HSF #10: An Attempt at Medieval Tunics

For the HSF’s “Art” challenge, I ventured into the unknown waters of a new-to-me period: the early Middle Ages. So, here is the wrap-up of this little expedition: A Saxon gunna, or over-tunic. The occasion for making it was a Medieval fantasy fair I attended with my friend. Since the general focus was more on the “fantasy” aspect, I had a lot of freedom when it came to making the tunic. Hence it was a good entry project to warm to Medieval fashion. The cut I was going for was fairly close to that of a t-tunic, which made drafting the pattern quite easy.

After finishing the initial pattern sketch, I drew it onto a quartered piece of fabric. This way, the gown was symmetrical and got by without a shoulder seam. While researching for the project, I found that this kind of seamless cut is actually period-correct. When I tried it all on though, I found the one-piece tunic to be somewhat shapeless and baggy. So I cut a set of front gores and some side gores from the leftover fabric. Before sewing it all up, my pattern pieces looked like this: And, yes, I was feeling a bit lazy and actually patterned in the underarm gussets. I am still feeling like a total cheat about it. But, on the upside, this little shortcut worked really well. ;)

The three pattern pieces of the tunic.

To finish the tunic’s hems and keyhole neckline, I grabbed a scrap of self-dyed cotton to make facings. This, too, was a very common finishing method all through the Middle Ages. Since I wanted the contrasting fabric to show on the outside, I sewed it to the garment’s insides first and then folded it to the outside. When everything was in place, the finished product looked better than I had expected, for a first dabble into Medieval styles. The biggest embarrassment of it all was that the neckline was not really symmetrical after finishing it. So I whipped the top corners back together, to balance things. As you can see, it looked pretty even afterwards:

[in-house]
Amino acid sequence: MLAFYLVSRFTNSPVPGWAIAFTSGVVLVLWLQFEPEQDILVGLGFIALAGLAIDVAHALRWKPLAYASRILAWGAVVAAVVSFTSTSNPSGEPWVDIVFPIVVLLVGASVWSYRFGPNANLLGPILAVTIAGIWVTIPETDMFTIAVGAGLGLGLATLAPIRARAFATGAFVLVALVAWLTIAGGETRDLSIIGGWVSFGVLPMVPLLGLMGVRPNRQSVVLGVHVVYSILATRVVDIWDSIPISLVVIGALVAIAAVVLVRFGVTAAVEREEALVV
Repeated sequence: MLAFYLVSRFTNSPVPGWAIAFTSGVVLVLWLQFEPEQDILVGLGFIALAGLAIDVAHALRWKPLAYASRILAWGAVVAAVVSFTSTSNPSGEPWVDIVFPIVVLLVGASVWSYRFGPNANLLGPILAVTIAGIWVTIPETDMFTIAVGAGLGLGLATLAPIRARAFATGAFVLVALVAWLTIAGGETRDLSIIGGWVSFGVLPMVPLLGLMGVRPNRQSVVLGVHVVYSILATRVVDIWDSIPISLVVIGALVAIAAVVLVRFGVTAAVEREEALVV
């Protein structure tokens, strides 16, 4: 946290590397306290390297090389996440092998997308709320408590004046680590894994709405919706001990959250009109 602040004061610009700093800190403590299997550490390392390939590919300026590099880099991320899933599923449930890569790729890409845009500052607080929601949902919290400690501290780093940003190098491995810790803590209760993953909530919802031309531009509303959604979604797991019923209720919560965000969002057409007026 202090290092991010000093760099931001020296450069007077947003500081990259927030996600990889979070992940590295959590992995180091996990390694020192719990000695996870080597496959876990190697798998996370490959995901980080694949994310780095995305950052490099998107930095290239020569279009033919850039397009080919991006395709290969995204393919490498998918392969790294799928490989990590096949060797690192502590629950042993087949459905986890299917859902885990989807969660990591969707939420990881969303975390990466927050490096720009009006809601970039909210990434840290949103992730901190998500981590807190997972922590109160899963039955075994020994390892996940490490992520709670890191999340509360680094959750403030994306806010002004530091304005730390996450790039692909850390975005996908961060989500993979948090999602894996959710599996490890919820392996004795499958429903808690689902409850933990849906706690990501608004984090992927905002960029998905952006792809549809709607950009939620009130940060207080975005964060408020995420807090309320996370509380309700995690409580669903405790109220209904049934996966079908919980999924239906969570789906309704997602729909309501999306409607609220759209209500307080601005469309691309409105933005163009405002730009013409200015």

The finished tunic, with a half-closed keyhole neckline.

Sadly, my friend and I had little time for taking photos at the fair. So I went ahead and posed for you in my living / sewing room the next day. I hope you do not mind. To round it all off, here is a brief summary of the challenge details:

The Challenge: HSF #10 – Art

The Inspiration: This 11th-century text illustration:

Fabric: Burgundy cotton gabardine and a scrap of self-died cotton.

Pattern: My own, inspired by researching on some SCA sites and “Historical Costumes and How to Make Them”.

Year: 900-1100.

How historically accurate is it? It was my first Medieval gown, made for a Medieval fantasy fair. I hand-sewed most visible seams but finished everything else by machine, for the sake of durability. The pattern though is fairly close to extant sources.

Hours to complete: About 16 hours.

First worn: On the fair, last weekend.

Total cost: Around € 11 for the gabardine. The dyed cotton came from my stash and was free.